A team of five financial advisors managed $370 million in client assets at a bank that was merging into a larger institution and moving to a credit union that used LPL Financial as a brokerage.
According to Eric Armonstrong, brokers Tim Mol, Pier Mutovic, Indya Kellman, Mike Tormey and Kimberly Trimmer generate nearly $2 million in annual revenue at Lakeland Bank in Oak Ridge, N.J., along with Raymond James Financial Services, the brokerage firm used by the institution. income. Compass Consulting, which provides suggestions for the team’s actions.before the end of the quarter is expected Provident Financial Services’ Pending Acquisition Lakeland’s parent company was sold for $1.3 billion, and the team moved to the Affinity Federal Credit Union and the LPL in Basking Ridge.
Even before the collapse of two regional institutions in March, credit unions had adapted faster than banks to the ongoing shift in wealth management from transactional sales to “comprehensive planning,” Armstrong said in an interview.
“Credit unions have a much steeper curve than banks,” he said. “They operate under different rules. Credit unions now face much less external pressure than community banks.”
The advisors and their new credit union did not respond to requests for comment on the move. A representative for Provident referred inquiries to Lakeland, which did not immediately respond to a request for comment on the team’s departure. A representative for Raymond James also did not respond to a request for comment.
As LPL booms, banks and credit unions are driving massive hiring in the sector Institutional service units as one of the main beneficiaries. As part of the company’s first quarter earnings call, LPL announced that Bank of the West’s 85 advisors with $7.8 billion in client assets will be migrating to the brokerage firm after another LPL client agency, BMO Harris, Acquired a rival bank. In turn, some of the LPL’s smaller rivals have spun off some of its teams, such as the Level Four Group recently joined Wealth Plans for Credit Unions.
Banks and credit unions in general remain a new frontier for potential wealth management business, according to the latest data Channel Annual Research Report Provided by consulting firm Kehrer Group.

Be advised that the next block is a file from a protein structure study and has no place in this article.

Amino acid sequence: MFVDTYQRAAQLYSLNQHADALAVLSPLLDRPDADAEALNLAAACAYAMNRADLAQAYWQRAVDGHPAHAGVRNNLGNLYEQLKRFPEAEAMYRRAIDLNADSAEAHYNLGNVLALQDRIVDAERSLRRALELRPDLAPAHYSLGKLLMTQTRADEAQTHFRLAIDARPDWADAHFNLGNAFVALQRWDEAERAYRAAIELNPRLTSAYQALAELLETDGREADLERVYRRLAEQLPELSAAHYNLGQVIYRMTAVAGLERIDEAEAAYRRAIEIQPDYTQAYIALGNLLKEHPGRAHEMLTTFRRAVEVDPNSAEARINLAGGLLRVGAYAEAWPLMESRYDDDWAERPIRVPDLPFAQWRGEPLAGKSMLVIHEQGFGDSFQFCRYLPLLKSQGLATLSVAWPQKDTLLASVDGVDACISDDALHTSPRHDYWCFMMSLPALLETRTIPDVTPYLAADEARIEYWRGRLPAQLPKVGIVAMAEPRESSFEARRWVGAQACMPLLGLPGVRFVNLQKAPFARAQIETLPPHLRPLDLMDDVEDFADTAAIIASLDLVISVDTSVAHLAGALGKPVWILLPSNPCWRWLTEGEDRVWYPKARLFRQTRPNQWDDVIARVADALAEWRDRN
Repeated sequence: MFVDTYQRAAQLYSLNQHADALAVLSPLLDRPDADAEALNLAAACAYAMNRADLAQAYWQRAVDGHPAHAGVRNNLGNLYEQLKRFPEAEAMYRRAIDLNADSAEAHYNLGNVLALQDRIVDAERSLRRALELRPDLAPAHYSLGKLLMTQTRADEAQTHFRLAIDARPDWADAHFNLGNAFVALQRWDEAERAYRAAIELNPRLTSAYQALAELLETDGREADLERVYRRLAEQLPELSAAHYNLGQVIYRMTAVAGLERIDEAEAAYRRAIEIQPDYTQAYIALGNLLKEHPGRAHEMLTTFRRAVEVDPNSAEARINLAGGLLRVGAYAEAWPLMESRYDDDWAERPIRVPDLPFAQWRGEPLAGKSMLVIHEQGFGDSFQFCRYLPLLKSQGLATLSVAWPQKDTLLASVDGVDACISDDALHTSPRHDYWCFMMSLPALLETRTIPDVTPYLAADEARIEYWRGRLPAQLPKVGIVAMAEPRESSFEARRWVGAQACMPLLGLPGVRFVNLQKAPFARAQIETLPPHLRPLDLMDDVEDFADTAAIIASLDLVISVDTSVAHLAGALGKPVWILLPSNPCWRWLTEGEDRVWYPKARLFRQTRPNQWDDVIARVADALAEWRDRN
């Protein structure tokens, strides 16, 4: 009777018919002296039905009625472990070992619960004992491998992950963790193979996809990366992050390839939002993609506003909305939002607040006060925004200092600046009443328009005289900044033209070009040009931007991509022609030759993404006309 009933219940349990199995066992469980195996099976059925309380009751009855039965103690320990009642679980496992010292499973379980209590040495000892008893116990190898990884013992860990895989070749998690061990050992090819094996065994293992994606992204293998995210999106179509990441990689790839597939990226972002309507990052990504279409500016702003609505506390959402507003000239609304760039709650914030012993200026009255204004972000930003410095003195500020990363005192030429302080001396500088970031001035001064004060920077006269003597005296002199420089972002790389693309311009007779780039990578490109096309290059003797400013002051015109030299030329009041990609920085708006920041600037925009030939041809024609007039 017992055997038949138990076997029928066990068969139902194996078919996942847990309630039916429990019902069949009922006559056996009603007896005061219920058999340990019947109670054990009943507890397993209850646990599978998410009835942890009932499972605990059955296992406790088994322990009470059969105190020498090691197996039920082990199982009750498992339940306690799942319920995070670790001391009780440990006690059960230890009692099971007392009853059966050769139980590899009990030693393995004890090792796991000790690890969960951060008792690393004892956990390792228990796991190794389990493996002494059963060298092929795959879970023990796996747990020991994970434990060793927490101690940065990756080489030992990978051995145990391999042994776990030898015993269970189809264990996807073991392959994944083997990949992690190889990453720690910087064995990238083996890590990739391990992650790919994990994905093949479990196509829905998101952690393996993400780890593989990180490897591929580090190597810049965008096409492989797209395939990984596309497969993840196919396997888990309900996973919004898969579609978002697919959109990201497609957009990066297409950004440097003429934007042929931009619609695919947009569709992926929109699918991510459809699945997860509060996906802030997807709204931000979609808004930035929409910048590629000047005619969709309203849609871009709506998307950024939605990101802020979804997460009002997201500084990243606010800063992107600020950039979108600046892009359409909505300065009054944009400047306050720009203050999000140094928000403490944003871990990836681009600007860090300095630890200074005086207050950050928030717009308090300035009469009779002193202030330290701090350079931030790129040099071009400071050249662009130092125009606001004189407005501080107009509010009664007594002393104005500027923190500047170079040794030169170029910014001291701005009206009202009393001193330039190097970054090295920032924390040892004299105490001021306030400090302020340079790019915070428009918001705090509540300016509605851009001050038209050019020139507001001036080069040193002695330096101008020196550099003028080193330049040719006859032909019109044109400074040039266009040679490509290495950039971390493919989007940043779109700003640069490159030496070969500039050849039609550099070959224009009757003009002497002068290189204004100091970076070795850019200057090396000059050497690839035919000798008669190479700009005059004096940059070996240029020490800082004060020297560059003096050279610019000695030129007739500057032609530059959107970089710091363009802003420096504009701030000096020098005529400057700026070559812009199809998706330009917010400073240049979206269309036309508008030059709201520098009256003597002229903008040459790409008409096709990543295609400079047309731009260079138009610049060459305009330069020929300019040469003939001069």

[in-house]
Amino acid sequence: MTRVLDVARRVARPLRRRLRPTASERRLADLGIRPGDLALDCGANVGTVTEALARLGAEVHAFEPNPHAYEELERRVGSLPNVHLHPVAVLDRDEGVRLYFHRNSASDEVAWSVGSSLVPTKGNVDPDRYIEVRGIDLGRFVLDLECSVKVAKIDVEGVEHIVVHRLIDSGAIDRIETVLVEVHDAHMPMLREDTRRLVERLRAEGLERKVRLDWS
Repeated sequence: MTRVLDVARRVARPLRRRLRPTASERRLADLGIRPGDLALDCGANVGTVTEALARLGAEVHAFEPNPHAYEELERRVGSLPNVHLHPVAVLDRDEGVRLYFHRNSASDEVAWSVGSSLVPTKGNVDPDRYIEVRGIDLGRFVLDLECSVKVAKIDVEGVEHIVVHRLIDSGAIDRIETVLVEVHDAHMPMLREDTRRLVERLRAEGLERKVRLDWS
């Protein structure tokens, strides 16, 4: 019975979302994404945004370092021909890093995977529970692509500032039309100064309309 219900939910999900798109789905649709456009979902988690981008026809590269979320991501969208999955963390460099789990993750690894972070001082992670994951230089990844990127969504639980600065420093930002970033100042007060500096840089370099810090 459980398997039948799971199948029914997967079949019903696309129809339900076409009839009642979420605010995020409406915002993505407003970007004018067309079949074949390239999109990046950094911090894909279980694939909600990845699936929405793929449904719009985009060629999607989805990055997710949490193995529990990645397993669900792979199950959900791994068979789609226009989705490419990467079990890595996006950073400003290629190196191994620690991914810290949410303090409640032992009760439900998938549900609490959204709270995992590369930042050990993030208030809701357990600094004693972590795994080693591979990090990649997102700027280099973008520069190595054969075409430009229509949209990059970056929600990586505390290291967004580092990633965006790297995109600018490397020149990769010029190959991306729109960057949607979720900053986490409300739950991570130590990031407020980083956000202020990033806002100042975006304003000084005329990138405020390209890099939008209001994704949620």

The number of credit unions offering investment plans to customers jumped 26% between 2011 and 2022, to 1,066 institutions—an increase that only increases credit unions offering wealth management services from 12% to 21%. Over the same time period, consolidation in the banking sector helped reduce the number of institutions with wealth plans by 36% to 1,170, or 25% of banks – the same as in 2011.
Ken Kehrer, a partner at the Kehrer Group, said in an interview that after credit unions enjoy a reputation as a “sleeping place” in the industry, they are now getting more and more attention from brokerage firms such as LPL. Credit unions and banks are similarly showing signs that they are ditching some of the traditional barriers to attracting advisors who have historically been reluctant to join an institution that claims to have a brokerage book, Kehrer said.
“Credit unions are opening branches and banks are closing branches,” he said. “It looks like credit unions are more dynamic now on the consumer side. Advisors are finding them to be very comfortable homes.”
Disruption in the channel is paying dividends for advisors, said industry veteran Mac Gardner, who worked as an advisor, wholesaler and adviser to banks’ wealth plans before founding financial literacy technology firm FinLit Tech. In the past, planners operated on the assumption that their employers believed that “the bread of the bank was the butter on the bank’s side,” while institutional wealth plans and broker-dealers were “a little bit auxiliary,” he said. That is changing as banking crises and high interest rates put pressure on balance sheets.
“Now they’re like, ‘Oh man, this BD aspect is actually really important,'” Gardner said. “If you’re an advisor on this, you’re in a very valuable position.”